Muscat takes Busuttil to task over De Marco’s ITS ‘conflict of interest’

Joseph Muscat: ‘If Simon Busuttil thinks the ITS contract is corrupt, does he also think that Mario de Marco is corrupt?’

Prime Minister Joseph Muscat addresses the party faithful in Senglea
Prime Minister Joseph Muscat addresses the party faithful in Senglea

Prime Minister Joseph Muscat challenged Simon Busuttil to reveal the extent of his prior knowledge about his deputy leader Mario de Marco’s apparent conflict of interest as legal advisor to the DB Group on its St George’s Bay project.

Addressing Labour supporters in Isla, Muscat argued that the Opposition leader has lambasted the ITS contract as corrupt, and questioned whether this – by extension – betrays his belief that de Marco is corrupt too.

Guido de Marco & Associates, of which Mario de Marco is a partner, was engaged by SD Finance PLc – a newly created public limited company owned by the developers of the DB San Gorg, on the site of the Institute of Tourism Studies.

De Marco has confirmed with MaltaToday that he had personally attended several meetings dealing with the concession of the St George’s land, which Silvio Debono’s DB Group will develop into a Hard Rock Hotel and luxury property believed to encompass a €300 million investment.

In the face of media pressure, the legal firm renounced its brief as advisors on the project.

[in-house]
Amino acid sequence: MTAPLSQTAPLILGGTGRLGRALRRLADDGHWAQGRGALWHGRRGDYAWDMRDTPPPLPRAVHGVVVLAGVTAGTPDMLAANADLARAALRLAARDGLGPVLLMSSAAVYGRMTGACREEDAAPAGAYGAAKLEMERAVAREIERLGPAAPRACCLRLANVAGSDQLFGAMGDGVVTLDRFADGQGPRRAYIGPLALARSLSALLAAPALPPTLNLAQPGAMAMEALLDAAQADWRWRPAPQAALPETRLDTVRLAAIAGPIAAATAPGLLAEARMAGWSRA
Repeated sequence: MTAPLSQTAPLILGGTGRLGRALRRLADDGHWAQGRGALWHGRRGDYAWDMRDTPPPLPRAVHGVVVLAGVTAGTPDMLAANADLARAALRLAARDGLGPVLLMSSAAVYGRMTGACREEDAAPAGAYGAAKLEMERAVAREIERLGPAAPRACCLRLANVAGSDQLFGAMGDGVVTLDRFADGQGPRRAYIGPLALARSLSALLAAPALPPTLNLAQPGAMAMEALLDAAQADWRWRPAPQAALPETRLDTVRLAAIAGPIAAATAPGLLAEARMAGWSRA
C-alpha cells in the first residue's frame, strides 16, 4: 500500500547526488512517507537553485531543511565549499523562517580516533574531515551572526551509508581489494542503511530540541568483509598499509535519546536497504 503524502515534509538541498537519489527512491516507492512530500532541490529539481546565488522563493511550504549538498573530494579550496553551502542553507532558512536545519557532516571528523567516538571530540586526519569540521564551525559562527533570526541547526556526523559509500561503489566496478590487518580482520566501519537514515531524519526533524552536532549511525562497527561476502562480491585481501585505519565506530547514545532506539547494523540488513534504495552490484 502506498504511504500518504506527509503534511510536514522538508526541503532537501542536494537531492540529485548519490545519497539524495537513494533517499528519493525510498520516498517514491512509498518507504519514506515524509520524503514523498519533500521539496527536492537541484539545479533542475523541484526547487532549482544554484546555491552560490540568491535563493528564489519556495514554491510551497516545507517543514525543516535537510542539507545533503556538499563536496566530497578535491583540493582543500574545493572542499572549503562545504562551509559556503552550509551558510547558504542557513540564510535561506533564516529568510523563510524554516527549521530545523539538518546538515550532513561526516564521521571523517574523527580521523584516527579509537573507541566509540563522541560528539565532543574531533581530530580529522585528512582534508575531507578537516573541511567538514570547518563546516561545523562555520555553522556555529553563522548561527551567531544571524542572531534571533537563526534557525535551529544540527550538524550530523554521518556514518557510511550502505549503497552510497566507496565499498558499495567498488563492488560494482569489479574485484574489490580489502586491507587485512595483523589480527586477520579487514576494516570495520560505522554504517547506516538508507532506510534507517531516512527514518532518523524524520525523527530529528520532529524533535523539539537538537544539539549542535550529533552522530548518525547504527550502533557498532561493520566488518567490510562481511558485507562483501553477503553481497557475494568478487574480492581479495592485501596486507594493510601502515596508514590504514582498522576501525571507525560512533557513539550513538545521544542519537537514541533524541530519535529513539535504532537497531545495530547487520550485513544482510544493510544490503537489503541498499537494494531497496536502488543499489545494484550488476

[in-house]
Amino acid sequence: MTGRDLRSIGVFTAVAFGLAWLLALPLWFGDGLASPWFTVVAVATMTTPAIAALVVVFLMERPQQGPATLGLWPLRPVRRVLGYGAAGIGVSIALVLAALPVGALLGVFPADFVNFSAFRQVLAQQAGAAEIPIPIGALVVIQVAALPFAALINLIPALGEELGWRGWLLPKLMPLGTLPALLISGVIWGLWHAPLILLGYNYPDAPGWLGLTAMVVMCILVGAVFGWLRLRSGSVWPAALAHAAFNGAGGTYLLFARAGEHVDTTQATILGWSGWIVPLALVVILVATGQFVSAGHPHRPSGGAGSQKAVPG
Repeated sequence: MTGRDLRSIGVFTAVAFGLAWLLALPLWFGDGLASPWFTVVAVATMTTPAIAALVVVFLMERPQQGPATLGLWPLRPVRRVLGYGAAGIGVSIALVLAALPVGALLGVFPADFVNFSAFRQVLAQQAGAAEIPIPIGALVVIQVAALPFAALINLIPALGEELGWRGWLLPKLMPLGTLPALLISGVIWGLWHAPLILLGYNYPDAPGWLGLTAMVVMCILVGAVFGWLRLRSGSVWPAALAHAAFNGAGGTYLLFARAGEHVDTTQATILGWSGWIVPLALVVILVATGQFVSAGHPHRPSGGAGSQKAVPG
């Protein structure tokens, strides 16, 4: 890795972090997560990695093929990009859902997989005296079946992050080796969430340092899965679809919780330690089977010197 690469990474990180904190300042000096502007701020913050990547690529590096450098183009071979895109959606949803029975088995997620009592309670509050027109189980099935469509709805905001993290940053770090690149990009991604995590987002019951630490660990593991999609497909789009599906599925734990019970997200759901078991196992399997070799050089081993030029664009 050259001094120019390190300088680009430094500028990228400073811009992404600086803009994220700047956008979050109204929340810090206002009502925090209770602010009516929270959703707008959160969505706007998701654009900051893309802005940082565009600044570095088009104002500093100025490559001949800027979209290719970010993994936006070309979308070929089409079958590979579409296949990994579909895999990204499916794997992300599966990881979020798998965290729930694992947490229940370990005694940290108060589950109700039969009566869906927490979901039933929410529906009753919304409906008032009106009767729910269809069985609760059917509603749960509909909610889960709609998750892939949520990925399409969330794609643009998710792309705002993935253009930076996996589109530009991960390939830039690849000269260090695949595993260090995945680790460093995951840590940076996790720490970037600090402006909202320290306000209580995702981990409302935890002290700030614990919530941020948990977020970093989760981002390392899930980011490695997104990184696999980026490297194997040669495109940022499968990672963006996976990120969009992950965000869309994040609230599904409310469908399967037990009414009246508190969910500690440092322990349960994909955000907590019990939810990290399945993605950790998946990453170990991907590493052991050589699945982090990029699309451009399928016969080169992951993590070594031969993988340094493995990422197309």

Muscat suggested that internal pressure is rife within the Nationalist Party, and that de Marco was targetted as a way of turning the spotlight away from fellow deputy leader Beppe Fenech Adami in the wake of the Capital One inquiry.

“As soon as the hot potato of Beppe Fenech Adami popped up, something fantastic happened within the PN,” he said. “Instead of turning the cannons onto me as they usually do, they turned them onto Mario de Marco.

He also suggested that other high-ranking PN officials have similar conflicts of interest, and questioned whether Busuttil is aware of them and whether he will take action.

In his speech, Muscat also challenged Beppe Fenech Adami to request an audit on himself in the wake of the results of an inquiry into the police’s handling of the CapitalOne money laundering case. Fenech Adami was the director of Baltimore Fiduciary, which owned CapitalOne as a nominee company.

Muscat recounted how PL’s former treasurer Joe Cordina was the director of a fiduciary company that held the shareholding of Aikon Ltd, to hide the identity of its beneficial owner – the rogue oil trader George Farrugia who was implicated in the oil scandal.

“Back then, Fenech Adami had said that it was irrelevant whether Cordina had known what was going on [at Aikon] or not, and that the fact he was mentioned at all by itself merited his resignation. Back then, Cordina withdrew his election candidature like a man and know Fenech Adami is in the exact same situation.”

‘Busuttil brought divisive tactics to PN’

Muscat also accused Busuttil of personally introducing a style of divisive and partisan politics to the Nationalist Party and claimed that he was the mastermind behind the PN’s infamous 2013 election billboard that depicted a red-faced Muscat side by side with a blue-faced Lawrence Gonzi.